Halo Infinite, once the crown jewel of the Xbox Series X|S launch slate, is now almost ready to ship out with a whole year of extra development time under its wing. Two years ago, Halo was anchored as an Xbox console exclusive franchise with a couple of abandoned PC ports. It's hard to believe that now, the latest entry is launching simultaneously across all Microsoft platforms.

Developed by 343 Industries, it functions both as a direct sequel to Halo 5: Guardians and a soft reboot for the franchise so new players can jump in without worrying about missing out on two decades worth of games and lore. My journey with Halo has only been on PC. I've gone through all the mainline games ending at Halo 4 as well as the Halo Wars real-time strategy spin-offs. Without Halo 5 under my wing, I was interested to see how Infinite handles itself, also giving me a small glimpse at the new-player experience.

Halo Infinite does start fresh, offering a new AI ' The Weapon', a mysterious Halo ring, and a new enemy force, the Banished. It was still a bit of a doozy coming in straight from Halo 4. Cortana has gone from being Chief's greatest ally, to the universes' greatest threat, to just being gone. 343 Industries is trying new things here from a gameplay perspective as well like having much more open-ended environments and a Master Chief with a lot more agility.

My time with the Halo Infinite Campaign on PC has been one hell of a journey, definitely my most enjoyable gaming experience of the year. Here are my thoughts without story spoilers.

Halo Infinite campaign screenshot


Halo Infinite begins with Master Chief stranded in space and getting rescued by The Pilot, the very expressive and rightfully exasperated companion Chief will rely on to remind him what he's fighting for throughout the story. Zeta Halo is the busted Halo ring the entire adventure takes place in. Save for some survivors and prisoners, the Banished had utterly decimated the United Nations Space Command (UNSC) human forces on the ring in the months Chief was MIA in space. With his fellow soldiers wiped out and the remaining legendary Spartans tortured and killed, the regret Master Chief feels for joining the fight so late and failing to save those who fought alongside him is shown mostly through actions, not words. Even the new MJOLNIR armor equipment Chief obtains like the Threat Sensor or Drop Wall are taken from his fallen comrades' bodies to keep a part of them with him. The big guy has never been the talkative type, but his moments of deliberate silence are felt deeply. 343 has done well to showcase his humanity.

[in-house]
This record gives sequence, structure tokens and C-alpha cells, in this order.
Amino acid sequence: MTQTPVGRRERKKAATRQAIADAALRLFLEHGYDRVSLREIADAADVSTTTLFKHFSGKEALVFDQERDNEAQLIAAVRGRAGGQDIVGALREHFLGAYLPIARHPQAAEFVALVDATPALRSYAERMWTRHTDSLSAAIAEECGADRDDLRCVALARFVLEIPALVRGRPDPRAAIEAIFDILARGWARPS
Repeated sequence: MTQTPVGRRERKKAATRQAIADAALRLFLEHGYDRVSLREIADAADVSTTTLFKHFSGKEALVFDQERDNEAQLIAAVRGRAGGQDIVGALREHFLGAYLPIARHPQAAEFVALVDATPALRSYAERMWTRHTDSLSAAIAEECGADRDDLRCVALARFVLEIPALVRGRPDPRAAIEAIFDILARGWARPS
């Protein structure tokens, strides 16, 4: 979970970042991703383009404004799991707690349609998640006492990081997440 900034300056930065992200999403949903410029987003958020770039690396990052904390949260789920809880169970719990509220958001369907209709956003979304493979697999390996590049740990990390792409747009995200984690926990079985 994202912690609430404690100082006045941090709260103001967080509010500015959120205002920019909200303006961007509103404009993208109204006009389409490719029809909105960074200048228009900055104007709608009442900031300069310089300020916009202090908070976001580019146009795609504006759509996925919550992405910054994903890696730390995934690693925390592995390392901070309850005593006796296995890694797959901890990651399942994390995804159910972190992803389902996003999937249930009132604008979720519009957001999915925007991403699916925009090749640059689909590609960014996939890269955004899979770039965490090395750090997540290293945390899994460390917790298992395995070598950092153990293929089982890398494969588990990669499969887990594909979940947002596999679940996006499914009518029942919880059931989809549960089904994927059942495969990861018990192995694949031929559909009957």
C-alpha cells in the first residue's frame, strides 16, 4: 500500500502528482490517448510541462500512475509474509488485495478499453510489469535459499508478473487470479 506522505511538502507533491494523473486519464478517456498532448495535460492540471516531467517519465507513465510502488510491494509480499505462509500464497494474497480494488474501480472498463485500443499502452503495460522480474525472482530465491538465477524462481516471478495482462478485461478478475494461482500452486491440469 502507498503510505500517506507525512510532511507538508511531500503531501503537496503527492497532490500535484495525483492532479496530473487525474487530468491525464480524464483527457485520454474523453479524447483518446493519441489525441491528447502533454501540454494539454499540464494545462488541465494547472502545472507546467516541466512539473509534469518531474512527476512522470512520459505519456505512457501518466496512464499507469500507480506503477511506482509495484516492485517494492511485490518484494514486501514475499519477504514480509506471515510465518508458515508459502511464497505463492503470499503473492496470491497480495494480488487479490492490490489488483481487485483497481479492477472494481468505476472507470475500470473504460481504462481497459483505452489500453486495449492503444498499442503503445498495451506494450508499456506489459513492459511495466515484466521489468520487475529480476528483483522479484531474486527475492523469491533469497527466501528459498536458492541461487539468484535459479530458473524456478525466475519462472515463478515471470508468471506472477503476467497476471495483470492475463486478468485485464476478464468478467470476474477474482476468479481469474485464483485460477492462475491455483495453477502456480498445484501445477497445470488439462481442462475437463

As I mentioned before, Chief's AI partner in action this time is The Weapon, a cheery new artificial soul that's excited and intrigued about everything. Her overall ignorance surrounding the events and wars of the past is used as a vessel to retread through them, offering brand new players to the franchise or PC fans who never got to play Halo 5 (like me) summaries of what went down and how everything led to this point. It's a good tactic, but it does take hours of gameplay before some sections are explained in detail.

Chief's ability to inspire others even in hopeless situations is touched on heavily in the story. This is seen in the open world when interacting with NPC soldiers scattered around Zeta Halo, whose voices change from defeated to jubilated when they see the Master Chief rolling in to back them up. In peaceful stretches these UNSC soldiers share stories about hiding in caves for months eating scraps as the Banished took over, but with the re-appearance of their favorite Spartan, there's a chance at winning again.

Halo Infinite campaign screenshot

The Banished are a new threat to the mainline series, but in Halo Wars 2, the RTS spin-off, they were a fantastic antagonist force led by Atriox. Essentially, it is a splinter faction of the original Covenant that broke off and waged war on their former masters, splitting the Covenant's forces between the human and Banished resistances, leading to their demise.

The Brute war chief Escharum leads Banished forces in Infinite, the mentor to the legendary Atriox. Being a challenge-loving Brute, he's even willing to let Master Chief retake parts of the ring to prove himself as a worthy adversary. Alone, Escharum would have served as a mildly amusing villain with another obsession towards monologs. However, Infinite throws in another antagonist, The Harbinger, an ancient being that somehow shares an ambition with Escharum. Escharum and The Harbinger's ultimate motives, Zeta Halo's mysteries, Cortana’s dark past, and a few more surprises keep the storyline's pace rolling and interest levels peaking at all times.

Halo Infinite campaign screenshot


I have always loved the open-ended 'do what you want how you want' stages like the Silent Cartographer from past games, and Halo Infinite manages to deliver that experience so consistently, it's remarkable. To elevate things even further, our favorite super soldier is now more powerful than ever thanks to his latest armor equipment.

The best of the bunch is the Grappleshot, which fits like a glove (heh) on to Master Chief's playstyle and it is hands down the finest grappling hook I've ever used in a game. This is coming from someone who loves the Titanfall 2 grapple to death. Similar to that, the implementation in Halo Infinite allows you to make adjustments to the trajectory while being pulled using the direction keys and the mouse. Combining those, it's possible to travel great distances extremely fast by using the momentum of a swing instead of it simply being a point and shoot "take me here" type of resource. Hooking into an object like a weapon or a throwable container brings it back to the Chief, while grappling the environment, an enemy, or a vehicle pulls the Chief to the hooked point, allowing for a vast array of defensive and offensive strategies.

Spartan Cores are tucked away all across Zeta Halo and in story missions, a collectible allowing for useful upgrades for Master Chief's MJOLNIR suit. Right after the game opens up into Zeta Halo, enough Spartan Points are handed out to upgrade the grappling hook for a lower cooldown or the energy shield for more survivability depending on your playstyle. Obviously, my choice was the grapple, and oh boy was it the correct one.

Halo Infinite campaign screenshot